Gameplay is the meat of Bastion, and it delivers solid, rarely feeling monotonous. You've got a health bar, potions for health and abilities, and two weapons of your choosing -- long and short-range -- to bring down all opponents with, plus a special ability (rain down fire from the sky, trap enemies, whirlwind attack, etc).

Weapons are all fun to use in their own way, whether it's the Brush pike (which lets you perform huge slam attacks from the sky or push enemies back while on ground), War Machete (slice and dice, throw), Scrap Musket (blast groups apart from short range), or Calamity Cannon (think rocket launcher), to name a few.

All are upgradeable once you find the needed material per weapon (easy enough), and have enough dough (not as much). Up to five abilities per weapon can be added; each time you must choose between two, which affords some degree of customization for your play style. Myself, I leaned toward the Cael Hammer and its raw damage and armor-busting upgrades, combined with the Galleon Mortar (blast enemies from long range) and its fast aiming and fast reload upgrades. With this I could pick off foes sometimes before they saw me, or at least before they got much damage in, and then nail 'em with the hammer if they got close, or if I was feeling aggressive.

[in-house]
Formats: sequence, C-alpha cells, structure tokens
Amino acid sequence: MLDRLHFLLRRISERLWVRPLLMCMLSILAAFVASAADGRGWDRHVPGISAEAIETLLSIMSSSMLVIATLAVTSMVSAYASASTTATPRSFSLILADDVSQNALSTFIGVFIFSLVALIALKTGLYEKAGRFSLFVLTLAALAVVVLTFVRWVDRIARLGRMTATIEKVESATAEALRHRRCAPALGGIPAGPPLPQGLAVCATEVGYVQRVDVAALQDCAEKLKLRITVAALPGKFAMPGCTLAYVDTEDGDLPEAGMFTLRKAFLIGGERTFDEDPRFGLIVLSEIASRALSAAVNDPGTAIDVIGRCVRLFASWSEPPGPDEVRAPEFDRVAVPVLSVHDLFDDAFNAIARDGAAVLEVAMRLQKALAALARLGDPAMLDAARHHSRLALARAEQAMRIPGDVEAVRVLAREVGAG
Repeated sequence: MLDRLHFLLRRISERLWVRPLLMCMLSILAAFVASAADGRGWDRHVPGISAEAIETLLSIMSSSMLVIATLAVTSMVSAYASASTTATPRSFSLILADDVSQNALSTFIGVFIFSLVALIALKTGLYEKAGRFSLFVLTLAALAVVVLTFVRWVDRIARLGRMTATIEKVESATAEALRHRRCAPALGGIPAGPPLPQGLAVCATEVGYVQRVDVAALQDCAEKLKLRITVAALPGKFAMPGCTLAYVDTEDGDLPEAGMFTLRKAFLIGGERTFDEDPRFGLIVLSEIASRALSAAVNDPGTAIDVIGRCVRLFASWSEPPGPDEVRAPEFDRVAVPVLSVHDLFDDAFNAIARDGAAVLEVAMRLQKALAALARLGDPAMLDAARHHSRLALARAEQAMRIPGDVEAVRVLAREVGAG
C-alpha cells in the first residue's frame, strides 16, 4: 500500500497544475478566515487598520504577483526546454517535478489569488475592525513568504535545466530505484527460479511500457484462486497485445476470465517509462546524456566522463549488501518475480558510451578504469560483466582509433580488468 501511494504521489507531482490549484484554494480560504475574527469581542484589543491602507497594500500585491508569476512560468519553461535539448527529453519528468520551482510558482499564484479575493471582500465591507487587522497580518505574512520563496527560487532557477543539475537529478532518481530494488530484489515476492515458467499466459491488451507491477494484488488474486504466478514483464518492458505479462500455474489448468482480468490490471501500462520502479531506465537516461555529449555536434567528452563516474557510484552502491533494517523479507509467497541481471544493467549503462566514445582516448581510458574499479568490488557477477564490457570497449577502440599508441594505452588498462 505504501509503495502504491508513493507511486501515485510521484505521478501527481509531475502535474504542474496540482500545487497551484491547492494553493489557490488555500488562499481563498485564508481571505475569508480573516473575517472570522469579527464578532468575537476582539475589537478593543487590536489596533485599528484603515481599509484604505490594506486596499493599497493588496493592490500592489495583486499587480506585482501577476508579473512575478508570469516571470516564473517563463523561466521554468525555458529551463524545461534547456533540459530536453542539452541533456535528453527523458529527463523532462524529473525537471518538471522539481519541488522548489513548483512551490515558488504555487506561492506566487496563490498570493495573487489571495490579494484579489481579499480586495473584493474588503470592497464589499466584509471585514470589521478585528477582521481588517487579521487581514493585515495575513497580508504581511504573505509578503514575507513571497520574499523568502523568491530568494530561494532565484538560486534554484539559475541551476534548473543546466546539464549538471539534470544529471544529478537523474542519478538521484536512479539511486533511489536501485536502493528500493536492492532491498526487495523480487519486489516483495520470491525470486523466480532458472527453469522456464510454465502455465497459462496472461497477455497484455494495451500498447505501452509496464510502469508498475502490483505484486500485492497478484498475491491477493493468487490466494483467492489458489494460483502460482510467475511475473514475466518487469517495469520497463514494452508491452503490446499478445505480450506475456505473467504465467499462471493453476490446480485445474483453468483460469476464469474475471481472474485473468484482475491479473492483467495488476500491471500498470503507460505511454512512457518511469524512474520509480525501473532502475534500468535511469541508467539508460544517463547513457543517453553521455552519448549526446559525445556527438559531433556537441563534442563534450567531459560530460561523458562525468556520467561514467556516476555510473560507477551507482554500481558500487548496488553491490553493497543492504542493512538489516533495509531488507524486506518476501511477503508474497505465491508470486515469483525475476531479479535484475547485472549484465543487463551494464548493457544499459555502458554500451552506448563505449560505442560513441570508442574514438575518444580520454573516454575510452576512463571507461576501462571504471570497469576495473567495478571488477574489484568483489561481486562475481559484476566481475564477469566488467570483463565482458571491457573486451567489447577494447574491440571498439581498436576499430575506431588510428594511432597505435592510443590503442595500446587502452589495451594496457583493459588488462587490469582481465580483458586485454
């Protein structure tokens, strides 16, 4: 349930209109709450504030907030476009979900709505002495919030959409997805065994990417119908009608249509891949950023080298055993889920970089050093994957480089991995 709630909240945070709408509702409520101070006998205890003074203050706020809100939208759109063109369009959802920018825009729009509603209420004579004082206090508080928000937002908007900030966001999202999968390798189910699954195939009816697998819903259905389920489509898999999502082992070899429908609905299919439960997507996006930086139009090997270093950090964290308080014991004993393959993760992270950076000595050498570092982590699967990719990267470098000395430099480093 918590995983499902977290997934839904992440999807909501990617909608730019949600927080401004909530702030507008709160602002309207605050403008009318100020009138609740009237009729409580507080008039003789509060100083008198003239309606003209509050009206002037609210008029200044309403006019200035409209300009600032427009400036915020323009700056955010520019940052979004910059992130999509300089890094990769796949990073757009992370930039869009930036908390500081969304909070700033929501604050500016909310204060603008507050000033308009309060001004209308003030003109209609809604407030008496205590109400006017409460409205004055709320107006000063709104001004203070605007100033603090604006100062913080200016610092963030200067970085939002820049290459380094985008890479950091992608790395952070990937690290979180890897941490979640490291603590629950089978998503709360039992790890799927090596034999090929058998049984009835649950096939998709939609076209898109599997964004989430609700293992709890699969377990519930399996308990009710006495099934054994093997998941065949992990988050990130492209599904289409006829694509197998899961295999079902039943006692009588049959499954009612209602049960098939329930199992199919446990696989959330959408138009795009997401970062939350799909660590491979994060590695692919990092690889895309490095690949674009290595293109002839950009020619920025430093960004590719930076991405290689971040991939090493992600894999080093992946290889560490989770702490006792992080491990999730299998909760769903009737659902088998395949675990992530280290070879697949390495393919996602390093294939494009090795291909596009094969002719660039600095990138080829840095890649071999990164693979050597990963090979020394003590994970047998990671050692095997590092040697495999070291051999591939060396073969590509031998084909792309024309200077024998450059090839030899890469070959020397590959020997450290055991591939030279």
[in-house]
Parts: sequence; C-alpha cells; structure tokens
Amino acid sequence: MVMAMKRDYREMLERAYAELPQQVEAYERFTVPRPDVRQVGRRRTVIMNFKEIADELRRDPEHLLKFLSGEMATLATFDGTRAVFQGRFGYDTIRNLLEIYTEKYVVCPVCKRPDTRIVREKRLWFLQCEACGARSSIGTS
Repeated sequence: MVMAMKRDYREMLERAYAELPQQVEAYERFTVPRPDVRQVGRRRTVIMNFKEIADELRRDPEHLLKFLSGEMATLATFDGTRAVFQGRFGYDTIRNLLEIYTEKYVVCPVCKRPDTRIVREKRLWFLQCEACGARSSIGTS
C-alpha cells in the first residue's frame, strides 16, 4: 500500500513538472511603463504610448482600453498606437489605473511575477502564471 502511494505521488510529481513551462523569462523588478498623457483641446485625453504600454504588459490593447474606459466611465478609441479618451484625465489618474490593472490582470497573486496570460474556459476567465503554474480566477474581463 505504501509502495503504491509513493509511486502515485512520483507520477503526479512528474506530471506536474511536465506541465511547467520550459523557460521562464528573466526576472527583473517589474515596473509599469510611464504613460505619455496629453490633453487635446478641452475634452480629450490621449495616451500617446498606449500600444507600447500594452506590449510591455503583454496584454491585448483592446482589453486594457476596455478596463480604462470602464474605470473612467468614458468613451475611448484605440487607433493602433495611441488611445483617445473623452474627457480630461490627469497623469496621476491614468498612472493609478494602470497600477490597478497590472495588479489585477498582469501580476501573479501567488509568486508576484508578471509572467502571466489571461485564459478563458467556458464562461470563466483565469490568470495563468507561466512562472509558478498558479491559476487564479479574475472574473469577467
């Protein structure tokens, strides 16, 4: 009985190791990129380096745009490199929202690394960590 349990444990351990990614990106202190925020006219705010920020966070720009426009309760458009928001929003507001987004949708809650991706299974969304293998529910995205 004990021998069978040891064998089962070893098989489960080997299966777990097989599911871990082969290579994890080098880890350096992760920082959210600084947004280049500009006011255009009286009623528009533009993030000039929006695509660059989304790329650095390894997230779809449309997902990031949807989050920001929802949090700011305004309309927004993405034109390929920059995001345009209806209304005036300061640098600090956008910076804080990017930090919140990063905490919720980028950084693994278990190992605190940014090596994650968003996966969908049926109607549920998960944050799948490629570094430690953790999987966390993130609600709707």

Side missions are available for each weapon, which serve as tests of skill. With the Breaker Bow, for example, it's your job to cut through as many bad guys as possible in as few shots as possible. If you come in first, an exclusive skill is unlocked for the given weapon. Some of these are more challenging than others, though most should test your patience when you fail as much as satisfy you when you succeed.

Bad dudes